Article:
What the residents of Fayetteville can do about road waste
Waste has been cited as a major problem by many residents and businesses in Fayetteville. This can affect the experience of people visiting the city, as well as the quality of life of residents.
In Fayetteville alone, garbage collection crews collect more than two tonnes of garbage each week from public areas and roads. The Town of Fayetteville and the County of Cumberland are looking for creative ways to tackle this problem.
Successful campaigns to reduce waste may involve the application of fines for waste, increased participation of residents in cleaning efforts, and a reduction in disposable packaging for businesses. A study by Keep America Beautiful found that in the United States, there is 152 garbage in the environment for every person. The study also found that the presence of trash reduces the property value of a house by just over 7%.
Plastics are particularly damaging to the environment and to wildlife, as they can break down into small pieces and fish and other animals ingest the pieces. Our water supply is treated before it goes to our faucets, but pollution of the watershed by waste can make water treatment more difficult and costly, and can even make it unfit for consumption.
The waste problem may seem overwhelming and may currently outweigh the financial and human resources available to combat it, but there is good reason to hope that we can reduce waste in Fayetteville. The Keep America Beautiful study found that road waste has decreased by 54% nationwide over the past decade.
Residents of Fayetteville and Cumberland County can be part of the solution by using less disposable packaging, supporting businesses that dispose of disposable items, reporting trash cases and volunteering at cleanup events city-wide. Perhaps the most immediate impact residents can have is volunteering at the Town of Fayetteville’s monthly automatic cleanups in heavily littered areas.
They can also participate in the Campaign Against Waste 5 for Friday, a collaborative effort between the city, Cumberland County and Sustainable Sandhills. Anyone can make the 5 Friday Pledge to collect five trash and drop it off in a trash can or recycling bin every Friday. Information on both of these opportunities is available at 5forfriday.org.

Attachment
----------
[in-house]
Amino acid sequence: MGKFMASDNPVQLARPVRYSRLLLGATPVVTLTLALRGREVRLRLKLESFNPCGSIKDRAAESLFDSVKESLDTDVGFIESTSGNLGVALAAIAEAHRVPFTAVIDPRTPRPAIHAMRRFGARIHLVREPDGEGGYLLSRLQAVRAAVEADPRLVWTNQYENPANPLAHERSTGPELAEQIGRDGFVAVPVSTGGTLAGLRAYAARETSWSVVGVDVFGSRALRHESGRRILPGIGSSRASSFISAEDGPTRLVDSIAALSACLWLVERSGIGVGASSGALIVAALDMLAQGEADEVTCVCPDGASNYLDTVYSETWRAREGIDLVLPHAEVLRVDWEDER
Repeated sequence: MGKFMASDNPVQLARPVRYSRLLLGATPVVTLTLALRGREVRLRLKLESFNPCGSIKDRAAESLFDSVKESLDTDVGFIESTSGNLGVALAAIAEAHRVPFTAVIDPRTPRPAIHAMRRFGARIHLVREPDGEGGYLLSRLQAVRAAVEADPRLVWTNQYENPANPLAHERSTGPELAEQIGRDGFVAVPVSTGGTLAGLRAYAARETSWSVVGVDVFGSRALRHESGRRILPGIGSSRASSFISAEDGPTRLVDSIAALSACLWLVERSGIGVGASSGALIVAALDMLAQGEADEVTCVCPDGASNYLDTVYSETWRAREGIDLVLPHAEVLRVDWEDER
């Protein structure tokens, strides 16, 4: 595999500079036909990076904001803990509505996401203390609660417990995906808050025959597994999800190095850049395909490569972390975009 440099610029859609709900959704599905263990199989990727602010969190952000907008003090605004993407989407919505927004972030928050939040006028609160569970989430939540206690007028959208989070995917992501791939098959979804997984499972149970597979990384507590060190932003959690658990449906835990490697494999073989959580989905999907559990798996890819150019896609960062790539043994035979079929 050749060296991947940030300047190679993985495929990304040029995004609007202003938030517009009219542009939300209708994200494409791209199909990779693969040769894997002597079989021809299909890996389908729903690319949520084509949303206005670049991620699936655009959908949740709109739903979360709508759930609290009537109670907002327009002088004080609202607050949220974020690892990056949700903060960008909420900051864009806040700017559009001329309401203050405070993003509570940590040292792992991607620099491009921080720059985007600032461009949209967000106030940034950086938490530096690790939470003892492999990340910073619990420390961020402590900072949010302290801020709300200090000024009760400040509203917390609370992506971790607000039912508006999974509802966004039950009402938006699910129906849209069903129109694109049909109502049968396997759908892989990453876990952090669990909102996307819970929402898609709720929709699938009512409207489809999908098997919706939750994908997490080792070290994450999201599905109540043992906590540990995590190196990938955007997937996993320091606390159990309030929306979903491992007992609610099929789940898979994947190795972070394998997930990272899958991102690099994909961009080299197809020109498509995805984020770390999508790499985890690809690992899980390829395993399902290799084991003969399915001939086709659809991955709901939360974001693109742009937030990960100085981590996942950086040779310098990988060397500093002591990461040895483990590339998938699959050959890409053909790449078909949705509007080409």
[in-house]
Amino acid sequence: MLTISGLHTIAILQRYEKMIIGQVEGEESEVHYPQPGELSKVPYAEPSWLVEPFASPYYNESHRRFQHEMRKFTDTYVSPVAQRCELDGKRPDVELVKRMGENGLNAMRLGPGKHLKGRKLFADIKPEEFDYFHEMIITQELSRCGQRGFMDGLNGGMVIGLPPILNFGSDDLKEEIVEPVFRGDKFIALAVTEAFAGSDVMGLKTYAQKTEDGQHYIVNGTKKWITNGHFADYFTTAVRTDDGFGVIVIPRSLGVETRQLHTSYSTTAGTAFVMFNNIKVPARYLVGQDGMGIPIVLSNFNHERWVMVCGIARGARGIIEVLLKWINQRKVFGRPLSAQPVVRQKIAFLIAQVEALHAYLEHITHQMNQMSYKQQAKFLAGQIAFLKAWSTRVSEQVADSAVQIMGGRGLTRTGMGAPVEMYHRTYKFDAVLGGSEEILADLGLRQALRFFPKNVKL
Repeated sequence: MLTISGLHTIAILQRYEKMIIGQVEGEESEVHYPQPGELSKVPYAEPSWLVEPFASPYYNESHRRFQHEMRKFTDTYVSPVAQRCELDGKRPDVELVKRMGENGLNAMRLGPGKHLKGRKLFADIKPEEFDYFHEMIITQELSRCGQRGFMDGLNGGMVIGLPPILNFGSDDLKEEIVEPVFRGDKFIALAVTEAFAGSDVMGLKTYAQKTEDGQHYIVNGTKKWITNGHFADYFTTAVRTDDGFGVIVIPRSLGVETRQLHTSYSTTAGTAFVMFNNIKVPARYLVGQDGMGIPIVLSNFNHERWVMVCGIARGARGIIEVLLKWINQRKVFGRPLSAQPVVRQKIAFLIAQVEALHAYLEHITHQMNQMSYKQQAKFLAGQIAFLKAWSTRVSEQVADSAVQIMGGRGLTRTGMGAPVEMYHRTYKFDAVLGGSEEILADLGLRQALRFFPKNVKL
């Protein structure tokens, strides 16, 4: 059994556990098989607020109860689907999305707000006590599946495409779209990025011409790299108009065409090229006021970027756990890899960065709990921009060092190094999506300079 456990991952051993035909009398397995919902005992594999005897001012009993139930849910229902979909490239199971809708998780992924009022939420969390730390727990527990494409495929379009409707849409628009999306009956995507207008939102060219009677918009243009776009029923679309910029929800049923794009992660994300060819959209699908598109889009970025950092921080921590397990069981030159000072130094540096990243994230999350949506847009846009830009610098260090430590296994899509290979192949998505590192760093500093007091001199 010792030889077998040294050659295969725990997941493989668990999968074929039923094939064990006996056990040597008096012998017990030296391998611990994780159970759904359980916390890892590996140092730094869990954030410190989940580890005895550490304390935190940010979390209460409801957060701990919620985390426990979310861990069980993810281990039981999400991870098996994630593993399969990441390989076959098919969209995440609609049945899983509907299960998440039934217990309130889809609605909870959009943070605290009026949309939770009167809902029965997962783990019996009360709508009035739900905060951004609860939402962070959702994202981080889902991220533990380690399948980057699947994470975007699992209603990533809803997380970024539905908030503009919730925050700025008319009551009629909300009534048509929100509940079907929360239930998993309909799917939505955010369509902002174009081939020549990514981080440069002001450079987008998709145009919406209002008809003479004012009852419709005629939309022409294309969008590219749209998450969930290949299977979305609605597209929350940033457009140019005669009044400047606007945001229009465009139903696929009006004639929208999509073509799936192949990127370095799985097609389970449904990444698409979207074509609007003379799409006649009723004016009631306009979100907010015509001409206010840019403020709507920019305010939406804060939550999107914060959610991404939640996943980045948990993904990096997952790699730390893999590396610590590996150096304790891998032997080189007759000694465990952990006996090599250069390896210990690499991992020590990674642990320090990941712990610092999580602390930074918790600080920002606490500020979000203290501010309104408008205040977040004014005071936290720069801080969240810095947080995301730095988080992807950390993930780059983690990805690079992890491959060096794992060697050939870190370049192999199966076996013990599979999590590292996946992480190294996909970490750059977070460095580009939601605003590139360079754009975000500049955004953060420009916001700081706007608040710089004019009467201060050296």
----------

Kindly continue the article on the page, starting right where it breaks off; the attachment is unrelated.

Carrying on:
Report waste, illegal dumping
Many residents also don’t realize how important it is to report litter and illegal dumping. The FayFixIt app has a ‘Swat a Litterbug’ button where residents can report the license plate number of someone they observe dumping litter. This tool can be used to report cases of garbage exiting truck platforms, which often results in garbage along the roads.
North Carolina law requires waste transported in the backs of trucks to be secure. Additionally, residents can report illegal spills by calling the environmental hotline at 910-438-4075. Fines for garbage in Fayetteville or Cumberland County range from $ 100 to $ 2,000 and can include community service work.
In order to deter waste, the City created the RAPID (Removing And Preventing Illegal Dumping) team. Composed of employees of the Code Enforcement Division of the city’s development services department, the sole purpose of this team is to prevent, investigate and remove illegally dumped materials.
Here in Fayetteville, televisions, mattresses, furniture and other items often end up being dumped on private property, although the town offers a service to collect and dispose of them for free. Those who live in a home or multi-family residence in Fayetteville can call 910-433-1329 for free pickup of almost any item.
Those who live outside of Fayetteville can use the county’s 16 container sites, listed at the bottom of this article, to dispose of bulky waste. Furniture, mattresses and construction debris can only be disposed of at the Ann Street landfill.
Residents wishing to have usable furniture and household items can contact the Foodservice Warehouse (910-321-0780) or Habitat for Humanity in the Fayetteville area (fayettevillenchabitat.org or 910-920-4657) to free pickup. These two organizations accept furniture, appliances, cabinets, sinks, doors and windows.
It is much more sustainable to buy used furniture and building materials at one of these places, rather than buying new items. Sustainable Sandhills can help you find a legal provision for any other item by emailing [email protected] or calling 910-484-9098.
My colleagues on the Sustainable Sandhills team and I are encouraging residents to reduce their use of disposable materials. Buy reusable bags, choose reusable bottles over bottled water, and encourage local businesses to do the same to slow the huge increase in waste on our planet. After all, there is no planet B!
Anna Chott is the Waste Management Project Coordinator for Sustainable Sandhills, a non-profit organization whose mission is to strengthen communities by creating resilient environmental, economic and social resources in the Sandhills. She can be reached at 910-484-9098 or [email protected]
Cumberland County Container Sites for Waste Disposal
698, rue Ann, Fayetteville
7427 Camden Road, Fayetteville
7931, chemin Turnbull, Fayetteville
3961, pl. Hummingbird, Fayetteville
4465 Macedonia Church Road, Fayetteville
4674 Researcher Dr, Fayetteville
3811 Ed Dudley Road, Fayetteville
2281 Odom Road, Fayetteville
5746 Kennel Road, Wade
2210 Rich Walker Road, Wade
1066, chemin Wade-Stedman, Stedman
9221 Giles Road, Linden
1600 Little River Road, Spring Lake
4759 Black Bridge Road, Parkton
2331 Polly Island Road, Autryville
5488 Leitha Ln., Godwin
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